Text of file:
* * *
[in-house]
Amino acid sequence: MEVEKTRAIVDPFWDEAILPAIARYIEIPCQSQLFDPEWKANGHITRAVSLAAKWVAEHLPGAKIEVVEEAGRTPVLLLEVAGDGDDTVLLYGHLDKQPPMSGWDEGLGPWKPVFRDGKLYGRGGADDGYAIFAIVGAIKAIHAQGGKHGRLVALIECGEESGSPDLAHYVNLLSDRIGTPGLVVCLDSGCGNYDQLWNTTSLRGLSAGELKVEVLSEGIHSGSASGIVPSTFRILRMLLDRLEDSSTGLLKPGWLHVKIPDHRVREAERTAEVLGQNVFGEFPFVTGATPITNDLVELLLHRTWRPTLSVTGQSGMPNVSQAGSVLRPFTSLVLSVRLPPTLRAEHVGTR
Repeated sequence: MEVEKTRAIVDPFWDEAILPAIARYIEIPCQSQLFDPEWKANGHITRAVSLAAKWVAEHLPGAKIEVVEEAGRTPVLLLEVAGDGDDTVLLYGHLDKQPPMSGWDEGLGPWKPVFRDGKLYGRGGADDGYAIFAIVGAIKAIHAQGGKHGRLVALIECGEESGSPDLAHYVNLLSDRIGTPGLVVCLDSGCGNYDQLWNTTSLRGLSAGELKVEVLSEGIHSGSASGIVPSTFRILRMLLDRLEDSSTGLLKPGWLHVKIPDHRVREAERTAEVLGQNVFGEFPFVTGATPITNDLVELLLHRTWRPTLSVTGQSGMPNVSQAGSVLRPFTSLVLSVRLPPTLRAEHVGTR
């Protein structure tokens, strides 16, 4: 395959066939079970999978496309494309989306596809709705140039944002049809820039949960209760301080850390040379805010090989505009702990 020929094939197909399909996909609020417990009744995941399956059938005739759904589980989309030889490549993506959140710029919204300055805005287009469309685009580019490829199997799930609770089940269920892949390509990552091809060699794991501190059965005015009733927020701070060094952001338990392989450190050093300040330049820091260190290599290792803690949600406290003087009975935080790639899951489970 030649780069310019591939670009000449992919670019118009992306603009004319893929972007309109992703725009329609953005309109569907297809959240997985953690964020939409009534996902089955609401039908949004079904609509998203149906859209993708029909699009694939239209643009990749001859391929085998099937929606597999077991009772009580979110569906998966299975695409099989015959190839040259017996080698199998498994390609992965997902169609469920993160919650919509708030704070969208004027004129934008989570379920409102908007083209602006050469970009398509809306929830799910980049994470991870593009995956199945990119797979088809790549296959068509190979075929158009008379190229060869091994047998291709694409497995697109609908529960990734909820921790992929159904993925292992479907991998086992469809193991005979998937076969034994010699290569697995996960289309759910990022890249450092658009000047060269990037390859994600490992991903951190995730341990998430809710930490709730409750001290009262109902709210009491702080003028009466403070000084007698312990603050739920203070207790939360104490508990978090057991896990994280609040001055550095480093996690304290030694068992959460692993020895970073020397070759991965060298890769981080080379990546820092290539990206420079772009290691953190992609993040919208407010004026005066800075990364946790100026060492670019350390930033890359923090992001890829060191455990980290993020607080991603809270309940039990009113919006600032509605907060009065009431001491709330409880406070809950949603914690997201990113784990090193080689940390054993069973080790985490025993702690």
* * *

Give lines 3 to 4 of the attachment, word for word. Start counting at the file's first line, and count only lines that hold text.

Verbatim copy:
Repeated sequence: MEVEKTRAIVDPFWDEAILPAIARYIEIPCQSQLFDPEWKANGHITRAVSLAAKWVAEHLPGAKIEVVEEAGRTPVLLLEVAGDGDDTVLLYGHLDKQPPMSGWDEGLGPWKPVFRDGKLYGRGGADDGYAIFAIVGAIKAIHAQGGKHGRLVALIECGEESGSPDLAHYVNLLSDRIGTPGLVVCLDSGCGNYDQLWNTTSLRGLSAGELKVEVLSEGIHSGSASGIVPSTFRILRMLLDRLEDSSTGLLKPGWLHVKIPDHRVREAERTAEVLGQNVFGEFPFVTGATPITNDLVELLLHRTWRPTLSVTGQSGMPNVSQAGSVLRPFTSLVLSVRLPPTLRAEHVGTR
């Protein structure tokens, strides 16, 4: 395959066939079970999978496309494309989306596809709705140039944002049809820039949960209760301080850390040379805010090989505009702990 020929094939197909399909996909609020417990009744995941399956059938005739759904589980989309030889490549993506959140710029919204300055805005287009469309685009580019490829199997799930609770089940269920892949390509990552091809060699794991501190059965005015009733927020701070060094952001338990392989450190050093300040330049820091260190290599290792803690949600406290003087009975935080790639899951489970 030649780069310019591939670009000449992919670019118009992306603009004319893929972007309109992703725009329609953005309109569907297809959240997985953690964020939409009534996902089955609401039908949004079904609509998203149906859209993708029909699009694939239209643009990749001859391929085998099937929606597999077991009772009580979110569906998966299975695409099989015959190839040259017996080698199998498994390609992965997902169609469920993160919650919509708030704070969208004027004129934008989570379920409102908007083209602006050469970009398509809306929830799910980049994470991870593009995956199945990119797979088809790549296959068509190979075929158009008379190229060869091994047998291709694409497995697109609908529960990734909820921790992929159904993925292992479907991998086992469809193991005979998937076969034994010699290569697995996960289309759910990022890249450092658009000047060269990037390859994600490992991903951190995730341990998430809710930490709730409750001290009262109902709210009491702080003028009466403070000084007698312990603050739920203070207790939360104490508990978090057991896990994280609040001055550095480093996690304290030694068992959460692993020895970073020397070759991965060298890769981080080379990546820092290539990206420079772009290691953190992609993040919208407010004026005066800075990364946790100026060492670019350390930033890359923090992001890829060191455990980290993020607080991603809270309940039990009113919006600032509605907060009065009431001491709330409880406070809950949603914690997201990113784990090193080689940390054993069973080790985490025993702690």